Please Login To View The Full Judgment!
e 6 Advocates joined together and came up with a Writ Petition in W.P. No.13389 of 2015. The prayer in the Writ Petition was for the issue of a Writ of Mandamus to direct the Registrar General of the Court to issue appropriate directions to the recognized Associations namely Respondents 4 to 7 prescribing the manner in which Elections ought to be conducted peacefully and democratically and also to provide for consequential penal action in ease of violations of the Guidelines.7. On 30.4.2015 we ordered Notice of Motion in the said Writ Petition.8. In the meantime, the Petitioners in W.P. No.24961 of 2013 came up with a Miscellaneous Petition in M.P. No.1 of 2015 for amendment of the prayer. It was allowed on 17.4.2015. The amended prayer in W.P, No.24961 of 2013 is for a Writ of Mandamus to direct the Bar Council and Madras High Court Advocates’ Association to conduct all future elections to the Madras High Court Advocates’ Association, in accordance with the law declared by the Supreme Court in its Order dated 20.7.2012 passed in C.A. Nos.3401 & 3402 of 2003 as well as in accordance with the Statutory provisions contained in Section 9-A of the Tamil Nadu Advocates’ Welfare Fund Act, 1987 and the Resolution of the Bar Council of Tamil Nadu dated 15.12.2012.9. When all the three Writ Petitions came up for hearing on 4.6.2015 after Completion of service of Notice on all the Respondents in the last of theWrit Petitions, the Office Bearers of the Respondents 4, 6 & 7 agreed that certain reforms have become the need of the hour. Therefore, on 4.6.2015 we passed the following Order in common in all the three Writ Petitions:“Service of Notice on all the Respondents has been completed. The Respondent, as well as the Petitioners and their Counsel are free to file a set of Rules that Cat: govern the future course of the Associations of Advocates. Post on 19.6.2015”.10. Thereafter, the Writ Petitions came up for hearing on 1.7.2015. On that day we were informed by the Secretary of the Madras High Court Advocates’ Association, that a General Body has been convened for inviting suggestions towards reforms. Therefore, we passed the following Order on 1.7.2015:“It is stated by Mr. Arivazhagan, Secretary of Madras High Court Advocates Association, that a 21 days’ Notice has been issued to the Members inviting suggestions to bring amendment to the policy. Post on 24.7.2015 to know the outcome of the General Body Meeting”.11. Thereafter, we were not informed of any decision taken in the General Body Meeting. However, a few individuals filed Applications for impleading themselves as parties to W.P. No.13389 of 2015. Out of them Mr. S. Mahaveer Sivaji and Mr. T. Kalaimani appearing in person, support the stand of the Writ Petitioners seeking reforms.12. But Mr. K. Muthuramalingam, appearing as Petitioner in person, seeking to implead himself in W.P. No.13389 of 2015 has opposed the very maintainability of the Writ Petition. Three Counsel by name Mr. K. Mohana Krishnan, Mr. Kasiramalingam and Mr. Satyapal, without filing any Applications for impleading, made submissions on the question of maintainability.13. In the light of the fact that Madras High Court Advocates’ Association itself did not pass any Resolution authorising the elected Office Bearers either to oppose any reform or to question the very maintainability of the Writ Petition and also in the light of the fact that as per the original stand taken by Madras High Court Advocates’ Association, they convened a General Body Meeting of the Association on 21.7.2015 for considering reformative measures, we thought that Madras High Court Advocates’ Association was not questioning the maintainability of the Writ Petitions. But after a few individuals raised the question of maintainability, the Office Bearers of the Association appear to have chosen the safer path to join the chorus in opposing the maintainability of the Writ Petitions so that they are not blamed for attempting to continue in office after the expiry of their tenure.14. Since some individual members of Madras High Court Advocates’ Association sought to question the maintainability of the Writ Petitions either by seeking to implead or without even seeking to implead themselves as parties to the Writ Petition and also since they place strong reliance upon a Judgment of another Division Bench of this Court (to which one of us namely VRSJ was a party) passed under identical circumstances, we thought fit to deal with the Preliminary Issue of jurisdiction now, postponing the decision on merits, if warranted eventually.15. Therefore, we have heard, only on the question of maintainability, M/s. V. Parthiban, Mrs. B. Ajeetha, Mr. S. Sathyachandran, Mr. T. Kalairnani, Mr. V. Raghavachari and Mr. S. Mahaveer Sivaji, all arguing in favour of the maintainability and Mr. ARL Sundaresan, learned Senior Counsel appearing for Madras High Court Advocates’ Association and Mr. K. Mohana Krishnan, Mr. K. Muthuramlingarn, Mr. Kasirarnalingam and Satyapal learned Counsel opposing the maintainability of the Writ Petitions.16. The learned Counsel, opposing the maintainability of the Writ Petitions, are armed with an Order passed by a Division Bench of this Court in W.P.(MD) No.5809 of 2014 dated 3.4.2014. As stated earlier, one of us (VRSJ) was the author of the said Judgment dated 3.4.2014, rendered by a Division Bench.17. In the said W.P.(MD) No.5809 of 2014, an Advocate, who was a Member of the Madurai Bench of the Madras High Court Bar Association came up with a Writ Petition seeking a Mandamus to direct the Respondents 5 & 6 to conduct the elections to the said Association by following the decision of the Supreme Court in Supreme Court Bar Association v. B.D. Kaushik, 2011 (13) SCC 774, by prescribing “one-bar-one vote” system. The Writ Petition was dismissed in limini at the stage of admission, on the ground that the High Court will have no jurisdiction especially under Article 226 of the Constitution, to deal with the internal matters of an Association and that the decision of the Supreme Court in Supreme Court Bar Association also arose only out of Civil proceedings and not out of Writ proceedings. Therefore, the main plank of the argument of the learned Counsel opposing the maintainability of the Writ Petition is that the issue is squarely covered by a decision of the Division Bench of this Court to which one of us was a patty and that therefore, judicial discipline requires us to follow the same.18. However, the learned Counsel appearing for the Writ Petitioners contend:(a) that the expression “State” defined in Article 12 of the Constitution to include certain Authorities is confined to Part III of the Constitution and that Article 226 empowers the High Court to issue a Writ to “any Person or Authority”;(b) that in a catena of decisions starting from Babubhai Muljibhai Patel v. Nandlal Khodidas Barot and others, 1974 (2) SCC 706, the Supreme Court repeatedly held that in cases where persons seek to enforce fundamental rights or to compel the performance of a Public Duty, a Writ Petition is maintainable;(c) that in any case Madras High Court Advocates’ Association is bound by a decision of another Division Bench of this Court in Dr. G. Krishnamurthy v. The President, CDJ 2001 MHC 1272;(d) that in the light of the fact that the directions issued by the Supreme Court in Supreme Court Bar Association v. B.D. Kaushik, 2011 (13) SCC 774, has become the law of the land, everyone is obliged to follow the same; and(e) that almost 5 High Courts have already issued similar directions to the State Bar Councils for ensuring that the Associations of Advocates followed the prescription contained in B.D. Kaushik. In support of the above contentions, the learned Counsel for the Writ Petitioners reply upon the following decisions:(i) Babubhai Mutjibhai Patel, 1974 (2) SCC 706;(ii) Rohtas Industries Ltd. v. Rohtas Industries Staff Union, 1976 (2) SCC 82;(iii) T. Gauaiah v. Commissioner of Labour, 1981 (2) LLJ 54;(iv) Anadi Mukta Sadguru Shree Muktajee Vandas Swami Suvarna Jayanti Mahotsav Smarak Trust v. V.R. Rudani, 1989 (2) SCC 691;(v) Dr. G. Krishnamurthy v. The President, CDJ 2001 MHC 1272;(vi) M.S. Grewal v. Deep Chand Sood, 2001 (8) SCC 151;(vii) Jose Kuttiyani v. High Court, CDJ 2003 Ker. HC 628;(viii) Anaimalai National Estate v. The Planter’s Association, W.P. No.4884 to 4887 of 2002, etc. dated 21.3.2002 passed by this Court;(ix) Shiv Kumar Akela v. The Registrar, Societies Firms, 2007 (2) AWC 2011 AlIa. HC 1;(x) Binny Ltd. v. V. Sadasivan, 2005 (5) CTC 117 (SC) : 2005 (6) SCC 657;(xi) Rajbir Singh Dalal (Dr.) v. Chaudhari Devilal University, Sirsa, 2008 (9) SCC 284;(xii) Sudha v. President, 2010 (14) SCC 114;(xiii) Supreme Court Bar Association v. B.D. Kaushik, 2011 (13) SCC 774;(xiv) Rashmi Metaliks Limited v. Kolkata Metropolitan Development Authority, 2013 10 SCC 95;(xv) Poonam Chand Bhandari and others, D.B. Civil Writ Petition (PIL) No.18688 of 2013, dated 9.10.2014 by the Rajasthan High Court, Bench at Jaipur;(xvi) Board of Control for Cricket in India v. Cricket Association of Bihar, 2015 (3) SCC 251;(xvii) K.K. Saksena v. International Commission on Irrigation, 2015 (3) CTC 554 (SC) : 2015 (4) SCC 670;(xix) Shiv Kumar Akela v. The Registrar, Societies Firms, 2005 (3) A WC 2864 Alla. HC 1;(xx) Madras High Court Advocates’ Association v. The Secretary Bar Council of Tamil Nadu, W.P. No.9752 of 2015 dated 19.6.2015.19. In support of the contention that the Writ Petition is not maintainable, Mr. K. Muthuramalingam, learned Counsel appearing as a Petitioner in person in the Miscellaneous Petition for impleadment, relied upon the decisions of the Supreme Court in:(i) Sabhajit Tewary v. Union of India, AIR 1975 SC 1329;(ii) G. Bassi Reddy v. International Crops Research Institute, AIR 2003 SC 1764; and(iii) Pradeep Kumar Biswas v. Indian Institute of Chemical Biology. 2002 (2) CTC 474 (SC) : 2002 (5) SCC 111.20. Apart from relying upon the above decisions, it is also contended by Mr. K. Muthuramalingam, learned Counsel that once a Division Bench of this Court has decided the issue of maintainability of a Writ Petition against another Association of a similar character, the Judgment becomes a binding precedent and that a Bench of equal or lesser strength cannot overlook the same. In support this contention the learned Counsel relied upon the decisions in:(i) Oriental Insurance Co. Ltd. v. Raj Kumari, 2008 (1) TN MAC 1 (SC) : 2008 (1) MLJ 501 (SC);(ii) Philip Jeyasingh v. The Joint Registrar of Cooperative Societies, 1992 (2) MLJ 309 (Mad.) (FB);(iii) State of Punjab v. Devans Modern Breweries Ltd., 2004 (11) SCC 26;(iv) Ambica Industries v. Commissioner of Central Excise, 2007 (6) SCC 769.21. We have carefully considered the rival submissions only on the question of maintainability.22. It is true, as rightly contended by Mr. V. Parthiban, learned Counsel for the Writ Petitioners that Article 12 merely defines the expression “State” and that too for the purposes of Part III of the Constitution. The expression “State” is not used in Article 226 which confers powers upon the High Courts to issue various Writs. Clause (1) of Article 226 empowers the High Court to issue prerogative Writs “to any Person or Authority”. Apart from using the said expression, Clause (1) goes further with the phrase “including in appropriate cases, any Government”. This is where the difference between Articles 12 & 226 assumes significance. While Article 12 defines the expression “State” to include “the Government”, Article 226 does not define anything but says that the High Court would have power to issue Writs “to any Person or Authority including in appropriate cases, any Government”. In other words the Power of the High Court to issue a Writ against the Government under Article 226, arises not out of the inclusion of the Government within the meaning of the expression “State” under Article 12, but because of the inclusion of the Government, along with any Person or Authority, against whom a Writ could be issued. Since the expression “person” is not defined in the Constitution, it should be given the ordinary meaning in which the said expression could be understood in the literal sense. This conclusion is also fortified by the fact that the expression “person” is used in Articles 14, 20, 21 & 22, in contrast to the expression “citizen” used in the other Articles in Part III. Therefore, without even drawing any inspiration from the decisions cited across the Bar, it could be concluded that a Writ can be issued against any person. Keeping this in mind, let us move over to the decisions.23. In Babubhai Muljibhai Patel v. Nandlal Khodidas Barot and others, 1974 (2) SCC 706, the Supreme Court indicated in Para 10 that a Writ under Article 226 could be issued to any Authority. In Rohtas Industries Ltd. v. Rohtas Industries Staff Union, 1976 (2) SCC 82, the Supreme Court indicated in Para 9 that the expansive and extraordinary power of the High Courts under Article 226 is as wide as the amplitude of the language used indicates and so can affect any person, even a private individual.24. In T. Gattaiah v. Commissioner of Labour, 1981 (2) LLJ 54, the Andhra Pradesh High Court held that wherever a public duty is imposed, even if it be on a Private Company, a Writ is maintainable.25. In Anadi Mukta Sadguru Shree Muktajee Vandas Swami Suvarna Jayanti Mahotsav Smarak Trust v. V.R. Rudani, 1989 (2) SCC 691, the Supreme Court pointed out the distinction between the expression “Authority” used in Article 12 and in Article 226 and held that there are only two exceptions to Mandamus namely (a) that the person against whom it is sought, is purely a private body and (b) that the rights sought to be enforced are also purely of a private character.26. In M.S. Grewal v. Deep Chand Sood, 2001 (8) SCC 151, the Supreme Court allowed a remedy under 226 even for awarding Compensation against the management of a school for tortious liability, despite the opposition that it involved disputed questions of fact.27. In Jose Kuttiyani v. High Court, CDJ 2003 Ker. HC 628, a learned Judge of the Kerala High Court even went to the extent of issuing a Writ quashing an Order of Suspension passed by the Kerala High Court Advocates’ Association, against one of its members.28. In Anaimalai National Estate v. The Planter’s Association, W.P. No.4884 to 4887 of 2002, etc. dated 21.3.2002, a learned Judge of this Court entertained a Writ Petition challenging the Notices of termination of the settlements reached by the Management of a Private Company with the Trade Unions of its employees.29. In Shiv Kumar Akela v. The Registrar, Societies Firms, 2007 (2) A WC 2011 Alla. HC I, a Division Bench of the Allahabad High Court issued a Writ to the Registrar of Societies, Firms and Chits to require the High Court Bar Association to provide in the Membership Forms adequate columns to maintain the distinction between the categories of Members who are entitled to vote and those who arc not. The Court also issued a series of directions to the Bar Council to incorporate Model Bye-laws.30. In Binny Ltd. v. V. Sadasivan, 2005 (5) CTC 117 (SC), the Supreme Court held that a Writ would lie against a private party if he discharges Public functions. In Board of Control for Cricket in India v. Cricket Association of Bihar, 2015 (3) SCC 251, the Court held that a Writ is maintainable even against a private body, if it was discharging Public functions. In KK. Saksena v. International Commission on Irrigational, 2015 (3) CTC 554 (SC), the Supreme Court reiterated that the power under Article 226 is not limited to Government or Authority, which qualifies to be a State within the meaning of Article 12, but such power extends to issuing directions “to any Person or Authority”. In fact the Supreme Court went to the extent of holding that the term “Authority” used in Article 226 is to be more liberally interpreted than the same term used in Article 12.31. Therefore, in the light of the overwhelming number of decisions of the Supreme Court, it appears that the above Writ Petitions are maintainable. Though the decision in Sabhajit Tewary v. Union of India, AIR 1975 SC 1329, relied upon by Mr. K. Muthuramalingam, was of a Constitution Bench of the Supreme Court where it was held that a Writ would not lie against the Council of Scientific and Industrial Research, the said decision was specifically overruled by a 7-Judge Bench in Pradeep Kumar Biswas v. Indian Institute of Chemical Biology, 2002 (2) CTC 474 (SC). This fact has been adverted to in Para 28 of the decision of the Supreme Court in Board of Control for Cricket in India v. Cricket Association of Bihar, 2015 (3) SCC 251, decided recently on 22.1.2015.32. Similarly, the reliance placed by Mr. K. Muthuramalingam, learned Counsel, on the conclusions summed up in Para 98 of the decision in Pradeep Kumar Biswas v. Indian Institute of Chemical Biology, 2002 (2) CTC 474 (SC), is improper. Paragraph 98 forms part of the minority view in Pradeep Kumar Biswas and hence, no reliance can be placed on it, when in Para 66 of the decision, the majority overruled: Sabhajit Tewary v. Union of India, AIR 1975 SC 1329.33. The decision in G. Bassi Reddy v. International Crops Research Institute, AIR 2003 SC 1764, where International Crops Research Institute (ICRISAT) was declared to be not amenable to the Writ jurisdiction of the High Court, cannot be pressed into service in view of the fact that the Institute in question was an International Organization set up as a non-profit research and training centre by a group of about 50 Government and Non-Governmental Bodies called Consultative Group on International Agricultural Research. It was co-sponsored by the Food and Agriculture Organization of the United Nations and the United Nations Development Programme. Therefore, in the peculiar circumstances, as reflected in Para 3 of the decision, the Supreme Court held ICRISAT not to be amenable to the Writ jurisdiction of the High Court.34. Therefore, it is quite clear that in the light of the overwhelming number of decisions of the Supreme Court, the present Writ Petitions are maintainable. But before we finally hold so, we owe a responsibility to explain as to how we could reconcile ourselves to the decision of another Division Bench of this Court in R. Amarnath v. The Registrar (Judicial), rendered on 3.4.2014 in W.P.(MD) No.5809 of 2014.35. Since one of us (VRSJ) was the author of the said decision also, it would be appropriate to quote what the great historian and philosopher Will Durant said: “Education is the progressive discovery of one’s own ignorance”. Any stiff resistance to a change of opinion, even when warranted, will result in the deprivation of the dawn of wisdom. There is nothing wrong in being wrong, provided there is willingness to set the wrong right, when an opportunity arises.36. There are very many features that distinguish (or perhaps extinguish) the decision of the Division Bench in R. Amarnath v. The Registrar (Judicial), rendered on 3.4.2014 in W.P.(MD) No.5809 of 2014. They are:(i) In R. Amarnath, the Bench (a) did not take note of the distinction between Articles 12 & 226 and (b) did not take note of the various decisions of the Supreme Court that we have now taken note of.(ii) R Amaranth was decided at the stage of admission without even ordering Notice and hence the decision cannot fetter our hands.(iii) In R. Amarnath, a lawyer came to Court on 2.4.2014, seeking a Mandamus to consider his representation dated 1.4.2014, when the elections to the association had already been notified to be held on 11.4.2014. This factor weighed very much with the Bench and hence, the Writ Petition was not even admitted. Therefore, the refusal to admit a Writ Petition cannot be equated to a well considered decision on a point of law.(iv) The decision of the Supreme Court in BCCI came on 22.1.2015, long after the decision of the Division Bench in R. Amarnath. Therefore, the decision in R. Amarnath is no longer good law.(v) The State of Tamil Nadu, which has certain Statutory powers over registered Societies in terms of the provisions of the Tamil Nadu Societies Registration Act, 1975 was not a party to the decision in R. Amarnath. But in W.P. No.13389 of 2015, the State is a party and a representation had already been given to them on 28.3.2015 before the Writ Petition was filed.37. In any case, the Madras High Court Advocates’ Association cannot raise the issue of maintainability of the Writ Petition, in view of the fact that they have already suffered an Order from a Division Bench of this Court in Dr. G. Krishnamurthy v. The President, Madras High Court Advocates’ Association, CDJ 2001 MHC 1272. The prayer in the Writ Petition filed by Dr. G. Krishnamurthy was to direct the Respondents therein to regulate the functioning of the Association in a befitting manner. The Writ Petition was opposed by MHAA on the ground that a Writ will not lie. Overruling the objections raised by MHAA, a Division Bench of this Court held in Paragraphs 9 & 10 of the said decision as follows:“9. We have heard the parties on both sides and perused the respective pleadings, Counter and reply to the Counter. So far as the maintainability of the Writ Petition is concerned, generally, no Writ lies against a Society. The Madras High Court Advocates’ Association is a Society, which has been permitted by the High Court to function within the campus of the High Court. A reference can be made to the decision in Praga Tools Corporation v. C.A. Immanuel, AIR 1969 SC 1306, wherein it was held that a Mandamus can issue, for instance, to an official of a Society to compel him to carry out the terns of the Statute under or by which the Society is constituted or governed, and also to Companies or Corporations to carry out duties placed on them by Statutes authorising their undertakings. A Mandamus would also lie against a Company constituted by a Statute for the purpose of fulfilling Public responsibilities. Thereafter, a Division Bench of this Court in Madras Labour Union, rep. by its President v. Binny Ltd., 1995 (1) CTC 73, after referring to the entire case law and text books on Administrative Law has set out several propositions, viz. a Writ will issue against a private body to protect the fundamental rights, in extraordinary circumstances if the monstrosity of the situation warrants it, and against a Private body, if there is no equally convenient remedy and if there is Public duty. A Full Bench of this Court in M. Thanikachalam & others v. Mathurathagam Agricultural Producers Coop. Marketing Society. 2000 (4) CTC 556, after referring to the entire case-law on the subject held, ‘what is necessary to l)e seen is, if the Order passed is without jurisdiction, or before passing any Order, it is required to hear the affected party, as per the Statute, but not followed, meaning thereby, if the Principles of Natural Justice are not followed, or if there is any flagrant violation of law, or if situations wan-ant, due to the prevailing of a monstrous situation, a Writ Petition can be’. So, as the facts culled out, the Association, which has been established to uphold the noble tradition of the Legal profession, is being misused as has been set out earlier. The argument of Mr. R. Karuppan that the Petitioner does not command good reputation and is facing some Complaints in the Bar Council is not sufficient to throw out the Writ Petition when he is a practising Lawyer of this Coun as Mr. R. himself. Even assuming that he has no locus standi, what is to be seen is that once the matter has come to the Notice of the Court and the issue involved is shocking and touching the conscience of the Court, the Court can issue direction in an appropriate case against an interloper or busy body also. But, at the same time, it has to be seen that the PIL should not be used for one’s personal gain or publicity or political motivation.10. In the administration of justice, the Bar plays a vital role. Without the cooperation of the Bar, the Bench cannot function smoothly and effectively. A look at the records available before us, shows that the Members of the Association are fighting with each other and that a cold war persists between a group of Members and the group of the President. The Advocates, who arc raising their voice for maintaining the rule of law, arc being deprived of their right to vindicate their grievance. Except stating that such a state of things is an unfortunate one, we desist ourselves from saying anything more.”38. As against the above Order of the Division Bench, the MHAA did not go on Appeal. Therefore, in so far as MHAA is concerned, the question as to whether a Writ will lie as against them stand settled finally by the said decision. Hence, we cannot unsettle a settled issue. Once finality is reached on a point of fact or law, as between 2 parties, the same cannot be upset.39. Moreover, in the initial stages, the Association wanted to come up with a draft set of Rules that can govern the future course of the Association. We have extracted the Order passed by us on 1.7.2015. We have recorded therein, the fact that the Association convened a General Body Meeting to invite suggestions to bring amendment to the Bye-laws. Therefore, it is clear that the Association submitted itself to the jurisdiction of this Court in the initial stages. But subsequently a few persons appear to have turned the table and the Association has now taken up the issue of maintainability.40. We are not for a moment suggesting that the Association is estopped from raising a legal contention. They are well within their right to do so. But the statement made before the Court on 1.7.2015 to the effect that a General Body Meeting had been convened to invite suggestions to bring amendment to the Bye-laws shows that even the Office Bearers of the Association were desirous of having reforms. In the General Body Meeting held in the third week of July 2015, the General Body docs not appear to have rejected any suggestion for reforms outright. On the contrary, it is a positive averment of the Writ Petitioners that about 540 Members have signed a Memorandum agreeing with the contention of the Petitioners. Therefore, there is nothing on record to show that a majority of the Members of the Madras High Court Advocates’ Association are happy about the status quo. The majority has not even taken a decision to oppose the above Writ Petitions on the ground of maintainability. Therefore, we are of the considered view that it is too late in the day for the Association to raise the question of maintainability of a Writ Petition, especially after having allowed the Order passed in Dr. G. Krishnamurthy’s case to attain finality.41. Heavy reliance was placed upon the observation of the other Division Bench in its decision in R. Amarnath v. The Registrar (Judicial), rendered on 3.4.2014 in W.P.(MD) No.5809 of 2014, where this Court has recorded that the Court cannot poke its nose into the internal affairs of an Association of Advocates. In an ideal situation it could be so. But the Bar has always taken a stand that the Bar and the Bench are two sides of the same coin. Therefore, with the noble object of bringing about transparency and accountability in the matter of appointment of Judges to this Court, MHAA has always poked its nose in the recent past. Just as they are interested in ensuring that the right persons are elevated from the Bar to the Bench, the Judiciary should also be interested in ensuring that the elections of the Advocates’ Associations are conducted properly and that the Association performs its functions in the manner prescribed by law and in accordance with the highest standards and professional ethics prescribed for Lawyers.42. A question was raised in the course of arguments as to how an Association of Advocates can be said to be performing Public duties or public functions. The answer is too obvious. The monopoly to practice law is conferred upon persons enrolled as Advocates. The Advocates, who are so enrolled, form themselves into Associations. Whenever there is a cause, which the Association considers to be a justifiable cause, they take it up. At such points of time, the Judicial Institution as a whole is paralysed. On such occasions, access to justice is denied to the common man. Therefore, if a body of professionals is able to prevent the effective discharge of the Public duties functions of an institution like judiciary, such a body should be deemed to be performing (in the negative) Public functions. Hence, a Writ will always lie against such body of professionals.43. Certain arguments have been raised both by Mr. Kasiramalingam and Mr. Satyapal to the effect that the Writ Petitioners have not even indicated whether they are Members of the Madras High Court Advocates Association or not. It is argued that the Writ Petitioners have not disclosed what legal right of theirs is infringed. Therefore, both the learned Counsel questioned the locus stadi of the Writ Petitioners.44. But questions such as locus standi of the Writ Petitioners, the question has to be whether the Writ Petition is bad for non-joinder of the other Associations, etc., are all questions that will come up for consideration only after the issue of maintainability is decided. Therefore, we are not going into questions of locus standi, absence of a cause of action or the question of non-joinder of necessary parties.45. We cannot omit to take note of one important thing that Madras High Court Advocates’ Association is the largest Association of Advocates. In recognition of the services rendered by them in the past, they have been provided by the Registry of the High Court, a huge space, both for locating their Library and for conducting Meetings. It is only in recognition of the fact that they are discharging Public Duties that they have been allotted such a space. Madras High Court Advocates’ Association is in a way recognised by the Registry of this Court and this is why the President of the Association is allowed to welcome newly appointed Judges, at the time of their swearing in ceremony. As a condition for the retention of this honour, the Registry is entitled to ask the Association to keep its Bye-laws in tune with the law declared by the Apex Court. If the Registry can do this, a Mandamus will lie against the Registry. Madras High Court Advocates’ Association is also recognised by the Bar Council of Tamil Nadu in terms of the provisions of the Tamil Nadu Advocates’ Welfare Fund Act, 1987. On account of this recognition, they are entitled to vend Advocates’ Welfare Fund Stamps. The Association is entitled to take a commission out of the sale proceeds. This commission is intended to help the Association to improve its infrastructure. Therefore, some amount of Public money goes into their coffers. The recognition given to them is a Statutory recognition. The space provided to them is in recognition of the Public Duties that they discharge. Therefore, the Association cannot avoid the consequences of enjoying these privileges, facilities and recognitions. The first consequence is that they are amenable to the Writ jurisdiction of this Court. Therefore, we hold that the Writ Petitions are maintainable against the Madras Advocates’ Association.Post the Writ Petitions for hearing on merits, on 26.10.2015.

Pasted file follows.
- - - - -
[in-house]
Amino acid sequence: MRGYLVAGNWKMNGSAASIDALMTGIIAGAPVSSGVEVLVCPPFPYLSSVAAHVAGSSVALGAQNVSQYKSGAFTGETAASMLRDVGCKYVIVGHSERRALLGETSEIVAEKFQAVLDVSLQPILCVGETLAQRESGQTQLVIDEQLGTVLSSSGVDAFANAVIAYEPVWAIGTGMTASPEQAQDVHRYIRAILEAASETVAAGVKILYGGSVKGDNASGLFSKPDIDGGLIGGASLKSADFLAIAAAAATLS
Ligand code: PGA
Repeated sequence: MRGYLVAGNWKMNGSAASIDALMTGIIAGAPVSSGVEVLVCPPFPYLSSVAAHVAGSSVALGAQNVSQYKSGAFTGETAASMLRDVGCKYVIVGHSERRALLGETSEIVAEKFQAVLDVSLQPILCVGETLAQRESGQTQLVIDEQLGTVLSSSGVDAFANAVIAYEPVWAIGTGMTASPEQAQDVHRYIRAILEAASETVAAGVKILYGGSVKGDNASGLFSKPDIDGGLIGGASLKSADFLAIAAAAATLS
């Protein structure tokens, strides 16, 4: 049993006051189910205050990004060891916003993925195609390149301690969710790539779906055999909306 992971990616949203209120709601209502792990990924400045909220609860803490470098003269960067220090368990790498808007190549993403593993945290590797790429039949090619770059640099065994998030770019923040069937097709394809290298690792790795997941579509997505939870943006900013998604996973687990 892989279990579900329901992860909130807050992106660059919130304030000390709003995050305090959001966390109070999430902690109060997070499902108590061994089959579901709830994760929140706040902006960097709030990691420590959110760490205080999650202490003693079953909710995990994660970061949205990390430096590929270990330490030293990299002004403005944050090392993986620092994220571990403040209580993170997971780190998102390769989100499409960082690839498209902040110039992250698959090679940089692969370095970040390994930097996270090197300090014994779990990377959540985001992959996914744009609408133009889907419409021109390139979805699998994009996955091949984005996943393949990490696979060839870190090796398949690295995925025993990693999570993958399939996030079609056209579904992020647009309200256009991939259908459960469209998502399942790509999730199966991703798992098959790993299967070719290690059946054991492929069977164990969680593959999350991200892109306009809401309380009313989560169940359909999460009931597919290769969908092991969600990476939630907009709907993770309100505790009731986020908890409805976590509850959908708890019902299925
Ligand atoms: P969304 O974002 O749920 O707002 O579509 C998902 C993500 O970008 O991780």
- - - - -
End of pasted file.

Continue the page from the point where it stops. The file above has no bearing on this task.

"2015 (6) CTC 90,"